Everyone I know is fuming over the “unconstitutional” health-care bill that was “un-democratically” shoved down our throats. I have to keep explaining to such people that compared to legislation passed in the 1960’s Obamacare is a minor triviality.
It’s amazing (yet sadly not unexpected) that so many seem to gloss over the rather draconian and spirit-crushing bits of legislation commonly refereed to as “civil rights”. Many seem to prefer to ignore or forget that among the “civil rights” accomplishments have been: legalizing abortion, promoting homosexuality, exalting feminism, attacking and attempting to destroy the family, de-constructing communities, rewriting history, and other equally civilization-crushing acts.
And these were done under the notion of “equality”. And to bring about “equality” our society had to destroy, in theory and in fact, freedom of association.
Since the “civil rights” legislation went into effect, Americans have been told (under threat of government force) who they must live among, who they can do business with, who they can vacation with, who their children must attend school with, and in what company they can congregate. All done to criminalize discrimination. Yet the most fundamental freedom that can be had (either collectively or individually) is the right to discriminate. Take away that right and freedom is instantly dead.
And the critical aspect of this is that prejudices and the discriminations they encourage are generally based on collective historical experience. They are an expression of a society’s hard fought for wisdom, enduring and solidifying down through countless ages of toil and struggle. They are not mere attitudes, but rather moral and social guidelines that define and defend a people.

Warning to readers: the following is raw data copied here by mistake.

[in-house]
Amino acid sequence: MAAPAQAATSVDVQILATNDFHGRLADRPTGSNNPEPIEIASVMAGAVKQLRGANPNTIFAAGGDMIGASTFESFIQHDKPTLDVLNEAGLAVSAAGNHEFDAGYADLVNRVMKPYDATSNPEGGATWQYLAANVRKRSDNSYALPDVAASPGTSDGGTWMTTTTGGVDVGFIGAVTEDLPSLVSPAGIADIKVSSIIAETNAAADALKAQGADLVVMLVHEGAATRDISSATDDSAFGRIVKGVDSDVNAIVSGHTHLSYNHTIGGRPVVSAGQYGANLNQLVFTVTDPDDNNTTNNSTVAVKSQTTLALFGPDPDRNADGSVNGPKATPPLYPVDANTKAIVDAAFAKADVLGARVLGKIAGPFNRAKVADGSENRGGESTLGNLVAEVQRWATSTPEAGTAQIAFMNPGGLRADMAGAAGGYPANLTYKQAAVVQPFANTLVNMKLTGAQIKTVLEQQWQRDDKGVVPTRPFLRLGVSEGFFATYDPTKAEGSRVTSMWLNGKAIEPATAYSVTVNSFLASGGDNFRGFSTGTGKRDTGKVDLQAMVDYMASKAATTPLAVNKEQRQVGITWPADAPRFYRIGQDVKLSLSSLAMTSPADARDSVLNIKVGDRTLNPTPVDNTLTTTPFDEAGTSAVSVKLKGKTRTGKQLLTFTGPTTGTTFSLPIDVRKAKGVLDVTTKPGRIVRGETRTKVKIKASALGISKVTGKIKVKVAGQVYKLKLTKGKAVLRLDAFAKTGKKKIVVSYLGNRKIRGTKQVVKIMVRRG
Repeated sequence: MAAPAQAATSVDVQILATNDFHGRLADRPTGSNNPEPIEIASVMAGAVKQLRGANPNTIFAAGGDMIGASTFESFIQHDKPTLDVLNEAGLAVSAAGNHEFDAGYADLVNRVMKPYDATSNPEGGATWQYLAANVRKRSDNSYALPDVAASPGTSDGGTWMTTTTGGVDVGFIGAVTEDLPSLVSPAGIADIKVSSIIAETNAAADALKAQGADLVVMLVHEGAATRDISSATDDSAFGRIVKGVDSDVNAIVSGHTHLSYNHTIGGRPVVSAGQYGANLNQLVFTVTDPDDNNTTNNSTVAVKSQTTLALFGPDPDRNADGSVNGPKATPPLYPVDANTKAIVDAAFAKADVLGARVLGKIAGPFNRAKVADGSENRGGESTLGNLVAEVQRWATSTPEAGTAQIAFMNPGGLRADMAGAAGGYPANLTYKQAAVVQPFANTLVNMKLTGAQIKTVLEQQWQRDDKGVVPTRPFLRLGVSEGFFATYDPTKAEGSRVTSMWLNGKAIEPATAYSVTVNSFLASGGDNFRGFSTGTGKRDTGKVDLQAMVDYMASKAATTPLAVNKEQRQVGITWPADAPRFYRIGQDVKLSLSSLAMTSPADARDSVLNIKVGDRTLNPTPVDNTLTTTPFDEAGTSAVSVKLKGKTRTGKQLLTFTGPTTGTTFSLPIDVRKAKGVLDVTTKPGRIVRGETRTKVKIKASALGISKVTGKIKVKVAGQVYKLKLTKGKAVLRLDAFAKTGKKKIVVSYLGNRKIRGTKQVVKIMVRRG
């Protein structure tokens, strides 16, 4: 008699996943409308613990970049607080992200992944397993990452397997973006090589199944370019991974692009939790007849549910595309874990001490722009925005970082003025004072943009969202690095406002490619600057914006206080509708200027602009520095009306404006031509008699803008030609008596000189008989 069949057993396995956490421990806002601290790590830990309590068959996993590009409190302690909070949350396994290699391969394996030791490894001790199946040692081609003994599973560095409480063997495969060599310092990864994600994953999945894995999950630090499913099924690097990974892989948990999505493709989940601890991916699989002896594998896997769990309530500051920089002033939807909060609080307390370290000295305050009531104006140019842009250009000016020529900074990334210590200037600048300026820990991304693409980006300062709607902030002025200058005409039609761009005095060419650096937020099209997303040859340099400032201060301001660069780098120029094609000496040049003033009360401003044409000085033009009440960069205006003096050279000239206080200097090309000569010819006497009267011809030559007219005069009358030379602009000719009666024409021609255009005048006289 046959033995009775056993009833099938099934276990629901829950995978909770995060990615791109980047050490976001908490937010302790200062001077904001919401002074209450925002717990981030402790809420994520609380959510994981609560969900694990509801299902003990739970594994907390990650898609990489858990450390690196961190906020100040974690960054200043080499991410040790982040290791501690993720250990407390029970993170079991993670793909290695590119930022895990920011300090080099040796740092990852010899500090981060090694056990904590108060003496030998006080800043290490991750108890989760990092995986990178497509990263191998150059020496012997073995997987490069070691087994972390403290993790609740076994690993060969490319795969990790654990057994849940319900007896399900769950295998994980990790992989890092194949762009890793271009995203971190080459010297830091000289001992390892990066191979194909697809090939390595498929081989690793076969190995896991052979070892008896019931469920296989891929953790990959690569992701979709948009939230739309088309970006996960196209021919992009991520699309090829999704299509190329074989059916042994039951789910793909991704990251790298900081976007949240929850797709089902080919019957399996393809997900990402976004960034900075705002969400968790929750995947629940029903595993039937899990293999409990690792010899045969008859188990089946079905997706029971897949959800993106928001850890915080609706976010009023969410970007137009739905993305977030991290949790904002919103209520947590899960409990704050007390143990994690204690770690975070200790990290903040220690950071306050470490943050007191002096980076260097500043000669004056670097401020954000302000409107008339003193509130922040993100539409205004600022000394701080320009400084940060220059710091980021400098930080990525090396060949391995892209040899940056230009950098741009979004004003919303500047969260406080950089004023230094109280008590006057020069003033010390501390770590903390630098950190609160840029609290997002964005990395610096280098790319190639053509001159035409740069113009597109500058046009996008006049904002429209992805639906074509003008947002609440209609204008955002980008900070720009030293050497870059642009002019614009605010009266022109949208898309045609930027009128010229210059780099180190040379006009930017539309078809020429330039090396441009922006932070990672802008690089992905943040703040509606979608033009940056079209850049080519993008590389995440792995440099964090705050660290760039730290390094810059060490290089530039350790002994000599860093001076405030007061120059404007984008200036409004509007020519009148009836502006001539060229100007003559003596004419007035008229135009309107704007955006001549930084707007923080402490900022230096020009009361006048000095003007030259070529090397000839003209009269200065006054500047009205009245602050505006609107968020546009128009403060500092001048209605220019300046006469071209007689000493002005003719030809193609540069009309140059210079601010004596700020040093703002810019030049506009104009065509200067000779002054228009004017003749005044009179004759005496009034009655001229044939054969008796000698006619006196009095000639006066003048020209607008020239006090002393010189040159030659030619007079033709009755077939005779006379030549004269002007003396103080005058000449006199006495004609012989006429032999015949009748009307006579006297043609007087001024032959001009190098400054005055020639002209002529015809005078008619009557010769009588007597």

Demonize the concept (of discrimination) in a society and that society WILL hand over all power over every aspect of its life to exterior (alien and hostile) forces. Because discrimination, at its very root, is the freedom and will of a people to say yes or no: to make an informed choice that is also reflective of a natural, collective instinct. Without it there is neither ability nor will to differentiate between what is good or evil, true or false, beauty or ugliness, hope or despair, man or woman, black or White, up or down and so on.
Most critical of all, without the willingness and encouragement to discriminate, a people will be defenseless against attacks both physical and philosophical. The entire premise of “equality” is the certain erosion of sanity. Thus we have to discriminate or society will collapse into chaos, which, not surprisingly, it has been doing since the 1960’s.
So picking nationalized healthcare as the battlefront at this point is kind of like trying to swat the mosquito on the back of the Grizzly bear that’s cornered you in your own home because you’ve heard they’re disease carriers.
As to differentiating the historical understanding of freedom from the modern concept of “Personal freedom”, it is actually a fairly modern concept without much real historical reality. It doesn’t exist and never has.
“Personal freedom” is anathema to a functioning society. And this we can clearly see before us today, as “freedom” is the rallying cry of the far-left demagogues who seek to take control of every aspect of our lives, even as they wreck them. The “personal freedom” slogans are hung next to the myriad of street cameras watching our every move.